They are never accurate to begin with! They're all taken by different cameras with different lighting conditions. That red lake could have been just a trick of the light to begin with.

And Google will update urban areas before rural, and the US and Europe before the middle East. (Their maps get updated at different rates, depending on how many people want to look at that area. Some very rural areas, even in the US, are still waiting to have the first photo taken of them, much less any updates.)
deanhills
ocalhoun wrote:
And, no, it doesn't have to be blood. There are probably other industrial by-products that could turn water red. (Though it could be blood; drop just a little blood into some water, and you'll see that a little can make quite a bit of water red... and slaughterhouses produce a LOT of blood.)
I found an interesting article on the Web explaining the red coloration of salt lakes, which apparently the lake near Bagdad is. The colour red is apparently a biological phenomenon of bacteria living in water with a high degree of salt in it. The bacteria is called halobacteria, and is responsible for colouring the water red, like a lake bed of Owen's Lake in Sierra Nevada below:

Quote:
If you have ever driven north on U.S. Highway 395 along the eastern side of the Sierra Nevada in late summer, you may have noticed the vast, pinkish-red, salt flats of Owens Lake gleaming in the desert sun. Near the abandoned Pittsburgh Plate Glass soda ash plant, along the northwestern end of the lake, solar evaporation ponds may be colored a brilliant red. Similar pinkish brine pools can be seen along Highway 50, east of Fallon, Nevada. Pink salt lakes and playas, and the bright red evaporation ponds of salt recovery plants along their shores, are among nature's most remarkable biological phenomena, and occur in arid regions throughout the world. The red coloration is caused by astronomical numbers of microscopic, unicellular organisms living in the water and salt crust. How they survive the blistering summer heat and concentrated brine is truly remarkable.



Quote:
The shovel is stuck into saturated brine in Owens Lake containing red halobacteria.


The article also covers the Red Lake in Baghdad, including the Google map referring to it as:
Quote:
Aerial view of a large salt pond northeast of Bagdad, Iraq. The red coloration is due to carotenoid pigments in dense colonies of halophilic archaebacteria and perhaps also microscopic algae.

I would have loved to be able to scoop up a sample of that, and then possibly put one over on someone else convincing them that water has been turned into blood, or the other way round, such as in the experiment below (taken from the same article):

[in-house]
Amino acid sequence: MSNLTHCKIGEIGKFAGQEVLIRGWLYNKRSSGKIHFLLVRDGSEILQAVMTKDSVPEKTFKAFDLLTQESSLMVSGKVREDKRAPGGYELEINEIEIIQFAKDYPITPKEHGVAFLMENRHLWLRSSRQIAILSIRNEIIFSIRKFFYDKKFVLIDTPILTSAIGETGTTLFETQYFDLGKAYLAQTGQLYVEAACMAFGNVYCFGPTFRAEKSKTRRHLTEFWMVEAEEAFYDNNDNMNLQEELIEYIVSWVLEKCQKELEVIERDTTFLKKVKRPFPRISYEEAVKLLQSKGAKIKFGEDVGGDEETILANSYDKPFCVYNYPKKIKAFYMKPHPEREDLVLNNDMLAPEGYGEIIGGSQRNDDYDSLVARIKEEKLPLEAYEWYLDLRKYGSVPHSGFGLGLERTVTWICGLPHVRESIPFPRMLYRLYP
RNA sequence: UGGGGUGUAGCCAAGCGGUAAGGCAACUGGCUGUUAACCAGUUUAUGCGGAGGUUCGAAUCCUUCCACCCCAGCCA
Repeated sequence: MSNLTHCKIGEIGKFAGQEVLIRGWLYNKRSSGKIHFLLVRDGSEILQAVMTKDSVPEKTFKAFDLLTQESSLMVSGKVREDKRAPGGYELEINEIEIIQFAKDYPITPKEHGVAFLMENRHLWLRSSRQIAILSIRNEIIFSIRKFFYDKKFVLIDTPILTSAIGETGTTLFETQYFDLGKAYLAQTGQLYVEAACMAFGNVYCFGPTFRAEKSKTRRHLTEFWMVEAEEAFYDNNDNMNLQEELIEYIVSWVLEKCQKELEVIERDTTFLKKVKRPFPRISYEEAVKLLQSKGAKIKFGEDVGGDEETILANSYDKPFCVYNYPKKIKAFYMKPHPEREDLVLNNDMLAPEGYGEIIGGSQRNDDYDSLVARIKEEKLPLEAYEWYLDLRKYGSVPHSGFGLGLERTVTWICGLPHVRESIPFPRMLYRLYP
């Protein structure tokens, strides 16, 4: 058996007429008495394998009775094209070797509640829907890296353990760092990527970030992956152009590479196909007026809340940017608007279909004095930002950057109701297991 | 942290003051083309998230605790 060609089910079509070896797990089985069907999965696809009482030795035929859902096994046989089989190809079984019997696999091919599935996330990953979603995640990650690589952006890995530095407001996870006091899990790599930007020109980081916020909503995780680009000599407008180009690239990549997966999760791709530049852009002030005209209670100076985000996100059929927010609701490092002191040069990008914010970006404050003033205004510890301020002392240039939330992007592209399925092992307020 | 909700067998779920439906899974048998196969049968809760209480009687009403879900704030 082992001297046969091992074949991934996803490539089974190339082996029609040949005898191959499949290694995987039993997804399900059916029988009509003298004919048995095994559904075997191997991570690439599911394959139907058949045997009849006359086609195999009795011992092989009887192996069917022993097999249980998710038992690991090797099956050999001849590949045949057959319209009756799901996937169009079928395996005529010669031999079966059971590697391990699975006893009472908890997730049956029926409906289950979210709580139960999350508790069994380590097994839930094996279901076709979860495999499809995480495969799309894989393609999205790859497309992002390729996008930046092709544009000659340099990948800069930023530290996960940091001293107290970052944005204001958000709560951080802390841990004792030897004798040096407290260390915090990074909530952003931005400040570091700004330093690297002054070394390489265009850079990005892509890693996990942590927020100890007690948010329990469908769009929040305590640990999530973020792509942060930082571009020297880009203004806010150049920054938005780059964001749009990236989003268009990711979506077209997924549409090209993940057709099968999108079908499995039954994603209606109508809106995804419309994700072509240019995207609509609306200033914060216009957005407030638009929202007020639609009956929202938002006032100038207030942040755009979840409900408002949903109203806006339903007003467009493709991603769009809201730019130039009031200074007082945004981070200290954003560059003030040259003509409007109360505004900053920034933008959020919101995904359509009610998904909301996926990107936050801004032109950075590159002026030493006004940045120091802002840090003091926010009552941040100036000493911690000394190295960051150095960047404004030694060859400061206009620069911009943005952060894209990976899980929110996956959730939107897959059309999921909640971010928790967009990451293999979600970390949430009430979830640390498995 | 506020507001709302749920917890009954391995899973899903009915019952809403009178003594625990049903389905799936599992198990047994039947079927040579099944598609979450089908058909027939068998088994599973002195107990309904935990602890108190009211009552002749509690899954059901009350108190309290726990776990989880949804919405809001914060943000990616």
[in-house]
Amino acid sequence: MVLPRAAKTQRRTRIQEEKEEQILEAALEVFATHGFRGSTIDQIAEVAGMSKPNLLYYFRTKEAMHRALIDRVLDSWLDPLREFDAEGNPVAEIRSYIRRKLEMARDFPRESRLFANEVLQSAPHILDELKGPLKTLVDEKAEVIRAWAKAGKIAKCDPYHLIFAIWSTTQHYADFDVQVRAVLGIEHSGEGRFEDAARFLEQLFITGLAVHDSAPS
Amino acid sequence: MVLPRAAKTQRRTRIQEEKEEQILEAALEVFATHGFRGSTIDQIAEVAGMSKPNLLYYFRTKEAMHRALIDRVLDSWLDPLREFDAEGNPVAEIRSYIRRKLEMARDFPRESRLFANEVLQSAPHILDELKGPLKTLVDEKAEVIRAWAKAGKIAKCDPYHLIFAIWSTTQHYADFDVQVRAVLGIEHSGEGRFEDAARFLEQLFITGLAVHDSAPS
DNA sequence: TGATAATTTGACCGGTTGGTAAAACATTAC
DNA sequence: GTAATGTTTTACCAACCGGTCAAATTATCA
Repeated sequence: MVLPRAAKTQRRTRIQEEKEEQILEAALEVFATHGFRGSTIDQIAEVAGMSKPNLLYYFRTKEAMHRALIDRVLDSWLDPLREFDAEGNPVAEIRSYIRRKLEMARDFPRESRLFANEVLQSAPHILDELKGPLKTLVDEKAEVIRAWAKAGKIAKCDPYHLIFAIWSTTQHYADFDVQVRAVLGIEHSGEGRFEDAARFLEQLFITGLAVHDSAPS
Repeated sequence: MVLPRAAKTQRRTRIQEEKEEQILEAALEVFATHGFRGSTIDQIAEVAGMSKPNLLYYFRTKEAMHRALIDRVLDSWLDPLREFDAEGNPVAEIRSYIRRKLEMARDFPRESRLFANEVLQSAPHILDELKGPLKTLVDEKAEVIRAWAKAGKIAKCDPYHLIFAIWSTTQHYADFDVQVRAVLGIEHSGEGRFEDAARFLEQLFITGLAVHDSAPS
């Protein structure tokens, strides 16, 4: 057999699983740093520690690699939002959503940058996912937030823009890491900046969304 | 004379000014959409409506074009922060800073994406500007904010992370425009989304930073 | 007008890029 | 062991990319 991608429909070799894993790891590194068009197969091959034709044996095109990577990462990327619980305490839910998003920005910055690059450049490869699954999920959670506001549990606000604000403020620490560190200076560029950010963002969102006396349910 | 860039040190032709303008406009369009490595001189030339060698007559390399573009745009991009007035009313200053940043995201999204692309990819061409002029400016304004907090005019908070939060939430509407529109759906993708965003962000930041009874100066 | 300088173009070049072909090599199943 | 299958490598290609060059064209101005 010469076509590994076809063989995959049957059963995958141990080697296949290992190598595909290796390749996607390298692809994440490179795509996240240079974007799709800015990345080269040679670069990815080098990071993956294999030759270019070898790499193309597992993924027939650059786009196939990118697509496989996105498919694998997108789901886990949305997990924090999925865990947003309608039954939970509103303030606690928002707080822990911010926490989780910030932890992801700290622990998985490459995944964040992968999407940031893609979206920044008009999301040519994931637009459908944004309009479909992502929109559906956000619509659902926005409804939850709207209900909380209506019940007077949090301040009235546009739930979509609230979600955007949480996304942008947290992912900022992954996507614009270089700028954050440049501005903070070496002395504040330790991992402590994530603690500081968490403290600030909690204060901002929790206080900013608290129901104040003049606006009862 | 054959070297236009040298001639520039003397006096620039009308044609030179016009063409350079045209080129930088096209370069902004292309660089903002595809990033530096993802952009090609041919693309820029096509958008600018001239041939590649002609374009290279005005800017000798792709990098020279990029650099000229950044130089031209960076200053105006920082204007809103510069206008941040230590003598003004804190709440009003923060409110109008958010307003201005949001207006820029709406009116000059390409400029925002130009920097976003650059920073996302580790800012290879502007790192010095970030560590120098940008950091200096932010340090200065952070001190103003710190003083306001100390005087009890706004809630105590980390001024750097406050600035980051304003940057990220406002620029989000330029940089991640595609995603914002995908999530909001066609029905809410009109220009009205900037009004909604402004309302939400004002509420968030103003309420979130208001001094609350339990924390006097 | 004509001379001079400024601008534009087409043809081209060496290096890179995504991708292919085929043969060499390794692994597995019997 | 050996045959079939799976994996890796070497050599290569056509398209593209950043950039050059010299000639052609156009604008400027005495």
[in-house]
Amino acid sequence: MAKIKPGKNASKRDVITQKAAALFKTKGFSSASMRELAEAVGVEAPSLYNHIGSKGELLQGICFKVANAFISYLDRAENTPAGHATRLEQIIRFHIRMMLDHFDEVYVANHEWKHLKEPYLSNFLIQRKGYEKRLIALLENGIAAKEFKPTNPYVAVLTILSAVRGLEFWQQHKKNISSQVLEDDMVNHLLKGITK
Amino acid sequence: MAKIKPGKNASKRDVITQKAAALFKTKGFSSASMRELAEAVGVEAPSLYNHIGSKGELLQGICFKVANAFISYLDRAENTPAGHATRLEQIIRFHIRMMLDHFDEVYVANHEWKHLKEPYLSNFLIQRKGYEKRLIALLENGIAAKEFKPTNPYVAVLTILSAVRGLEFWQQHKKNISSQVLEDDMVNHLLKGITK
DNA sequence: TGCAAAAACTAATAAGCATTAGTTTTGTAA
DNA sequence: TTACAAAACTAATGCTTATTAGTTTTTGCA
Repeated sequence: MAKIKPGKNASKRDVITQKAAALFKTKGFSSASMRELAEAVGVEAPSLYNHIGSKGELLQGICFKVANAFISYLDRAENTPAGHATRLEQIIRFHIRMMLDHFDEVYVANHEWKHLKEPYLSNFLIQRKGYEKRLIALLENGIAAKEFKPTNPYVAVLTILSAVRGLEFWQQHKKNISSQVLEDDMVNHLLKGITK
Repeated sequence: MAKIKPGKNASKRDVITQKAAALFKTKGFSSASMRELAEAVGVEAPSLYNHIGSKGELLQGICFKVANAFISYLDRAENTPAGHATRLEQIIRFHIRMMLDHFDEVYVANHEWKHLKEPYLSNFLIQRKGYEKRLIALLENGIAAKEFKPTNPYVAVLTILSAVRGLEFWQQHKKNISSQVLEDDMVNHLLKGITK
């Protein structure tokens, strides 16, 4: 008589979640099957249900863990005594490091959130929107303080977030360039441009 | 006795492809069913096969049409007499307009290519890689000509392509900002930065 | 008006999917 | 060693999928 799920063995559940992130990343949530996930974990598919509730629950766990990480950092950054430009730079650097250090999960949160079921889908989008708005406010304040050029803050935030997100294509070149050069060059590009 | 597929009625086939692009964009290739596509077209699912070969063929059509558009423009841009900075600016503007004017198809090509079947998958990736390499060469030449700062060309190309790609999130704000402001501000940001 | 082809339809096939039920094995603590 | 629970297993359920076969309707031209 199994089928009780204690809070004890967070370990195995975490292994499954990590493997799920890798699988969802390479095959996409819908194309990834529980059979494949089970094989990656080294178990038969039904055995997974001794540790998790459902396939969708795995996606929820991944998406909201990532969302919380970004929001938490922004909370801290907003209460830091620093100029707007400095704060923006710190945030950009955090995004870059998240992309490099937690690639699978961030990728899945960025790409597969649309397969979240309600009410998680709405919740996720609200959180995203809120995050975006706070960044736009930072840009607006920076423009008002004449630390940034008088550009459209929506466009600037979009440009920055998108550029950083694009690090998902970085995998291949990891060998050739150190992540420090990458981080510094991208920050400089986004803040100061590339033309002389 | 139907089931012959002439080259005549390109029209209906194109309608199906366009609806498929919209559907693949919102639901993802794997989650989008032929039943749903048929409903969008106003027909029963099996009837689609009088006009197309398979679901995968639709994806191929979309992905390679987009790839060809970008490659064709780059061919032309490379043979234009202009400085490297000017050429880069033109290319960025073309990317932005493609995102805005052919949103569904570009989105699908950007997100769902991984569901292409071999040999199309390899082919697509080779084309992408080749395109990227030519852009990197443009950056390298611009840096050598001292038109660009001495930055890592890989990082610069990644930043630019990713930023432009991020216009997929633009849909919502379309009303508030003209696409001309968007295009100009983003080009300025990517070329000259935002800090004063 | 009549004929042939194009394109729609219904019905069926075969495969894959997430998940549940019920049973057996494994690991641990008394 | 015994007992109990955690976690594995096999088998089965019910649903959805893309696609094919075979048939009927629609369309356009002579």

Quote:
If samples of the red brine from Owens lake are spun in a high speed centrifuge at 5,000 rpm, the water becomes clear as the red bacterial cells are forced to the bottom under about 3,000 g's. The bacteria may then be grown in a special nutrient agar containing at least 25 percent sodium chloride and incubated in a warm oven. After several weeks, small reddish colonies of bacteria begin to appear in the culture dishes. There are two main kinds of extreme salt-loving bacteria, the rod-shaped halobacteria and the spherical halococci. They are extremely small unicellular organisms, visible only under high magnification. To get a rough idea of how small these bacterial cells really are, it would take more than half a million to cover the surface of an ordinary pinhead. A single drop of brine from Owens Lake may contain millions of the minute, rod-shaped Halobacterium, squirming about with seemingly perpetual motion. They are able to swim about by means of minute, hairlike flagella at their ends. They are found in salt lakes and brine ponds throughout the world, including the Great Salt Lake and the Dead Sea.
Arty
It's blood! :O
Ghost Rider103
Deanhills, I also believe that is probably the most logical explanation.

I was doing some reading on the "Red Tide" myself just a little bit ago, and came to the conclusion that the image on Google Maps was probably just taken while the Red Tide was in affect.

It's actually quite an amazing sight. This is probably very rare to appear on Google Maps.

It was making me quite curious, I'm glad I figured out what it was.

Very cool!
deanhills
Ghost Rider103 wrote:
Very cool!
My experience too, I probably spent an hour on it and had lots of fun with it. I was also wondering whether there could be a link with "pink" flamingoes. Seeing that they seem to inhabit salt lakes. Do you think if we should drink this salt water with the halobacteria, that the colour of our skin or hair may change? Smile
ocalhoun
deanhills wrote:
Ghost Rider103 wrote:
Very cool!
My experience too, I probably spent an hour on it and had lots of fun with it. I was also wondering whether there could be a link with "pink" flamingoes. Seeing that they seem to inhabit salt lakes. Do you think if we should drink this salt water with the halobacteria, that the colour of our skin or hair may change? Smile

Flamingos get their coloring from pink/red shrimp, not bacteria... And if you drank that water, you'd die from too much salt.
Ghost Rider103
deanhills wrote:
Do you think if we should drink this salt water with the halobacteria, that the colour of our skin or hair may change? Smile